Wij gebruiken een aantal cookies om u de best mogelijke browser ervaring te bieden. Door deze website te blijven gebruiken, gaat u akkoord met ons gebruik van cookies. U kunt hier meer leren over ons cookie-beleid of door op de link te klikken onderaan iedere pagina van onze website.
With more than 5% of the S&P 500 companies reporting this week alone, we will be properly into the earnings season in the next few days. JP Morgan, Goldman Sachs and Intel are just some of the big names that we will hear from before the week is out.
Despite early signals pointing to strong gains in earnings in comparison to 2013, a pessimistic sentiment has gripped Wall Street in the afternoon session in New York, with a suspicion that even if earnings have grown, valuations have risen a little too quickly. Goldman Sachs wrote in a note today that the S&P 500 is ‘lofty by any measure,’ with its current valuation roughly 15.5. times estimated earnings.
Into the last hour of trading on Wall Street, the Dow Jones was down 1.08% or 176 points at 16,260, while the S&P 500 suffered even deeper losses, losing 1.24% of its value today. The NASDAQ 100 was the worst-performing of the three major benchmarks, sinking 1.54% to 3510.3.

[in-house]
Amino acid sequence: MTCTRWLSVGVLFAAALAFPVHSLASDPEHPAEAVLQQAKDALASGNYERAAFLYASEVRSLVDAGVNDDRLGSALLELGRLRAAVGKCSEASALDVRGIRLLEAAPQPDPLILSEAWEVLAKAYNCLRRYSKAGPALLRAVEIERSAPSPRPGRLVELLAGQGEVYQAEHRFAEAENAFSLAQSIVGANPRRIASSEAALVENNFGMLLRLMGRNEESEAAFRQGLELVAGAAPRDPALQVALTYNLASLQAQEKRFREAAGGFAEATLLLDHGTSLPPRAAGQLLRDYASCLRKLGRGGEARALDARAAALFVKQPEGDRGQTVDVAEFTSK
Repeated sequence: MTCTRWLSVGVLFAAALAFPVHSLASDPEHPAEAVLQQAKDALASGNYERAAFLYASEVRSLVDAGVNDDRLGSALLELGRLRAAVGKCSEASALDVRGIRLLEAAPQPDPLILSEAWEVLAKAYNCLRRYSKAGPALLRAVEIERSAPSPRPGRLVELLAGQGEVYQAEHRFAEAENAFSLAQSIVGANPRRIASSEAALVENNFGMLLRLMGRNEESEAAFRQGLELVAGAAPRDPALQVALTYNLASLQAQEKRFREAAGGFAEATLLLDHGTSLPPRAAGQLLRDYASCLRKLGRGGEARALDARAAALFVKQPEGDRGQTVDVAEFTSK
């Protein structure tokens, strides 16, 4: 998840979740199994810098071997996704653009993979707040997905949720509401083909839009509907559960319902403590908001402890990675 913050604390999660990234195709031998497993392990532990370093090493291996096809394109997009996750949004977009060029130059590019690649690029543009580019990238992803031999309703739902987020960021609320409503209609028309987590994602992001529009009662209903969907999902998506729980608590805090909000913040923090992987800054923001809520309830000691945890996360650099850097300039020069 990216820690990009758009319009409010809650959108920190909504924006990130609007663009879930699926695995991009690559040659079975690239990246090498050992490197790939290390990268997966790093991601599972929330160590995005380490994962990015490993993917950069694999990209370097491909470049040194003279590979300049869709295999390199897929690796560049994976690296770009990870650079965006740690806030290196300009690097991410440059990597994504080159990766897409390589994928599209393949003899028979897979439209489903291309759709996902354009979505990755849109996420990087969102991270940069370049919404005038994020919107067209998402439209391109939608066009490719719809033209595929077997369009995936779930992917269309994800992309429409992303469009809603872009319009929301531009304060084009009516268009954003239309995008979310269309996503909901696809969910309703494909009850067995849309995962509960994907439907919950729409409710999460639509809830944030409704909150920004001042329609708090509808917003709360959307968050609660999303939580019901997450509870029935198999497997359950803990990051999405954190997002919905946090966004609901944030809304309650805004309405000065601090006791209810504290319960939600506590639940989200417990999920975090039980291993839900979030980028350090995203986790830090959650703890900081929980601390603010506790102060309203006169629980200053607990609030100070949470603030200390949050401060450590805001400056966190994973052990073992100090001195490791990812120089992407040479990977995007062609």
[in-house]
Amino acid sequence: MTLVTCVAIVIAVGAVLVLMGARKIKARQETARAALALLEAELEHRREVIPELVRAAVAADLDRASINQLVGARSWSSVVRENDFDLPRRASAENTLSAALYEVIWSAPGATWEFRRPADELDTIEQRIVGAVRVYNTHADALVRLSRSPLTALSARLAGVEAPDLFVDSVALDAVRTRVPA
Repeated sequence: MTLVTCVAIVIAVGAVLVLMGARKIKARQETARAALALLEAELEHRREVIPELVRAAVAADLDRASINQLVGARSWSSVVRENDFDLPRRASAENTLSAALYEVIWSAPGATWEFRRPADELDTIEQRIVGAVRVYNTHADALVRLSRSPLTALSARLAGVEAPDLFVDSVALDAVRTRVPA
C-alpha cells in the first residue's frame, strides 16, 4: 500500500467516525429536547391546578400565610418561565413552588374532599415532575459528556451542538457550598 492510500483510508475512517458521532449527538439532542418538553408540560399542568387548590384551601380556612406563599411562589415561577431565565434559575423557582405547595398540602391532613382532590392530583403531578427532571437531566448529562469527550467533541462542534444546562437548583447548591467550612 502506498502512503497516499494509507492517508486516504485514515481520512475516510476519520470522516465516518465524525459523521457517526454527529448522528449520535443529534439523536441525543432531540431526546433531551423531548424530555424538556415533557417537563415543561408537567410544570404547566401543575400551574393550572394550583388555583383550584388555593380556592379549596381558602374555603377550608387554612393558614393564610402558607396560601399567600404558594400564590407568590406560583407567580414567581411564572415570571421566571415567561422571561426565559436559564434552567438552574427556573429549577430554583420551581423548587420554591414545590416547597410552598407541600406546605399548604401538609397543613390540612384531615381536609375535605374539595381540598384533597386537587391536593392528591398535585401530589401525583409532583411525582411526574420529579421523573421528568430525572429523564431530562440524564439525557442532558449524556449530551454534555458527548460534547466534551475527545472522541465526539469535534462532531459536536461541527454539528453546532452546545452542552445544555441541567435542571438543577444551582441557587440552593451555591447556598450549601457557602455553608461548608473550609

Friday’s weak employment numbers had stoked talk of a slowing or deferment in tapering by the Fed, but centre-leaning officials from the Fed, such as James Bullard and Dennis Lockhart, have made comments suggesting the Fed is likely to stick on a path of tapering.
The US Treasury announced today that it enjoyed a surplus in December to the tune of $53.2 billion, with receipts lifted by the strength of the economy and higher taxes. Alongside big drops in defence spending, this takes the government’s deficit down 41% from the same time last year.
Tomorrow we have December US retail sales and earnings from JP Morgan and Wells Fargo.